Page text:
Date of this Version
Library Philosophy and Practice 2011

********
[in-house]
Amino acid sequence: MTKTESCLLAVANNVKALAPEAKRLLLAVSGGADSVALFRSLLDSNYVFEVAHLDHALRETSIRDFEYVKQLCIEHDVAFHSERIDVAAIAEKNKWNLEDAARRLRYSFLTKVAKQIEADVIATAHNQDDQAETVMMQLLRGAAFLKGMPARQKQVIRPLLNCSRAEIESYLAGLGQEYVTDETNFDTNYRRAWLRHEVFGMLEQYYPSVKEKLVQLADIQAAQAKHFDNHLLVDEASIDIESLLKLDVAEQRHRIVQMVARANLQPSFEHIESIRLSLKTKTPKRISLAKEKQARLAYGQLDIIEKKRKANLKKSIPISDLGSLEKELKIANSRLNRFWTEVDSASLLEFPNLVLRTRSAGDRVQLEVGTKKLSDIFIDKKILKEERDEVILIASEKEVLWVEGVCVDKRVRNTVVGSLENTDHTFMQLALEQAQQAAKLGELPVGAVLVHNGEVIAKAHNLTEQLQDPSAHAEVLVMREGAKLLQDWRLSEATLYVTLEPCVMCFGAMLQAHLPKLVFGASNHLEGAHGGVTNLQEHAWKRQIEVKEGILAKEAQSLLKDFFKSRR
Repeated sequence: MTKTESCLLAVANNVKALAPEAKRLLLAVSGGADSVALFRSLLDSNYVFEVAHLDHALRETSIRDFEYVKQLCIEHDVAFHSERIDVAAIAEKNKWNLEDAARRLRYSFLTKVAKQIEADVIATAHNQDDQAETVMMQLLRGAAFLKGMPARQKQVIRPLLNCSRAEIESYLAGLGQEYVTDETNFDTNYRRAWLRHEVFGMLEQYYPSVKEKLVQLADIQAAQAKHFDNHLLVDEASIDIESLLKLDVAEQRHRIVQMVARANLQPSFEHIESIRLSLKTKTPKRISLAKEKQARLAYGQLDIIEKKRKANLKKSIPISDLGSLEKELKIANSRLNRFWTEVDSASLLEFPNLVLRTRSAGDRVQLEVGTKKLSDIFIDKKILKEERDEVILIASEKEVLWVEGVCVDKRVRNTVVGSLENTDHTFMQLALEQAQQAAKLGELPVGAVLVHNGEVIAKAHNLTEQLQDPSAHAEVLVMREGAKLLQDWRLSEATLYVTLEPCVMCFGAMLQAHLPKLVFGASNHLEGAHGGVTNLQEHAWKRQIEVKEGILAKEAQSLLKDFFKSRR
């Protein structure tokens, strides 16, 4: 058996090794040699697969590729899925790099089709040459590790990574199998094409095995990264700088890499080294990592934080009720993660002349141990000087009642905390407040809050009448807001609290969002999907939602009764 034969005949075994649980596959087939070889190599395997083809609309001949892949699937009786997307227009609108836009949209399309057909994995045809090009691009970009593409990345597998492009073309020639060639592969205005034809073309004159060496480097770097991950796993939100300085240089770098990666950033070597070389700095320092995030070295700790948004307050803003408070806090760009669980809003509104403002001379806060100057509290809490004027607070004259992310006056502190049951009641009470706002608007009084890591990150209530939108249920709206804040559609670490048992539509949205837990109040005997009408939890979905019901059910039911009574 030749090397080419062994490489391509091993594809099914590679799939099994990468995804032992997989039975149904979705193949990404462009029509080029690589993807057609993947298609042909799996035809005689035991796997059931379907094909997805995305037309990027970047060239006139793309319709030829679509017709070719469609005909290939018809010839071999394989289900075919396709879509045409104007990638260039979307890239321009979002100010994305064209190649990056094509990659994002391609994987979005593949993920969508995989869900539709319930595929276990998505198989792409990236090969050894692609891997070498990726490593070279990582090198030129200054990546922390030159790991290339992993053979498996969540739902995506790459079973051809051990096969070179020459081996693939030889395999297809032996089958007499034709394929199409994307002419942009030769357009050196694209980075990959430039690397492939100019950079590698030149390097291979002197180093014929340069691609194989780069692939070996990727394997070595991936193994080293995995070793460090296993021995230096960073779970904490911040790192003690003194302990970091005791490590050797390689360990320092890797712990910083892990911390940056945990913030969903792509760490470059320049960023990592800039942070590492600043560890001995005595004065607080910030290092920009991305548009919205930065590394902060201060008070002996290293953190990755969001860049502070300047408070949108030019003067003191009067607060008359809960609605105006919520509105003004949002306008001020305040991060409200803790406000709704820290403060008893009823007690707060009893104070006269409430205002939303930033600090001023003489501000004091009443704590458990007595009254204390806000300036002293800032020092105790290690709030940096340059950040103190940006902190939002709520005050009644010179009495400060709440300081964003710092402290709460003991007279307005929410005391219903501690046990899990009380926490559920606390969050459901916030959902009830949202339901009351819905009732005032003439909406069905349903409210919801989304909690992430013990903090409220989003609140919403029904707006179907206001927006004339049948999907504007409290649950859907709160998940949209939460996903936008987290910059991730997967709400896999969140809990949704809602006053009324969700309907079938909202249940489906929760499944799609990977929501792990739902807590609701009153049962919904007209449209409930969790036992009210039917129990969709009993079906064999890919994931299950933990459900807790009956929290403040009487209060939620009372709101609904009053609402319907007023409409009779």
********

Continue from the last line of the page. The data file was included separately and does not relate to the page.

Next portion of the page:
The literature on the history of libraries indicates that the mechanism of recording the human communication and its preservation was the first step towards the manifestation of libraries. The collections consisted of clay tablets, papyrus roll, and codices were created and housed with great care in rooms adjacent to temples. The aim of writing was to preserve sacred human communication and knowledge (Ameen, 2005, p.112). From antiquity, rulers have controlled knowledge in order to establish social, religious, cultural, and political power. Their private libraries served as archives that held documents of royal families, genealogical charts, private medical records, military histories, and other personal records of the king/ruler. Thus almost all libraries until the nineteenth century were private libraries owned by kings, temples, and other individuals/institutions, and were usually restricted to nobility, aristocracy, scholars, or priests. Examples of the earliest known private libraries include one found in Ugarit (dated to around 1200 B.C.E.) and the Library of Ashurbanipal in Nineveh (near modern Mosul, Iraq- dating back to the seventh century B.C.E). Private libraries for citizens became possible after the invention of the printing press, which allowed individuals to develop personal collections. Today, the concept of a private library is broadly applied to any individual’s personal collection regardless of its size. In contrast to public libraries, private libraries include one’s own personal works, letters, diaries, photos, blogs, and other personal materials (Ferington, 2002; Private Libraries Association, 2007). Famous private libraries of the world include; Queen Elizabeth II's Library in Windsor Castle; Tianyi Pavilion – the oldest private library in Asia (located in Zhejiang, China); Library of Sir Thomas Browne; Bibliotheca Lindesiana etc. (Wikipedia, 2010). The brief overview of few other famous private libraries of current era is as under: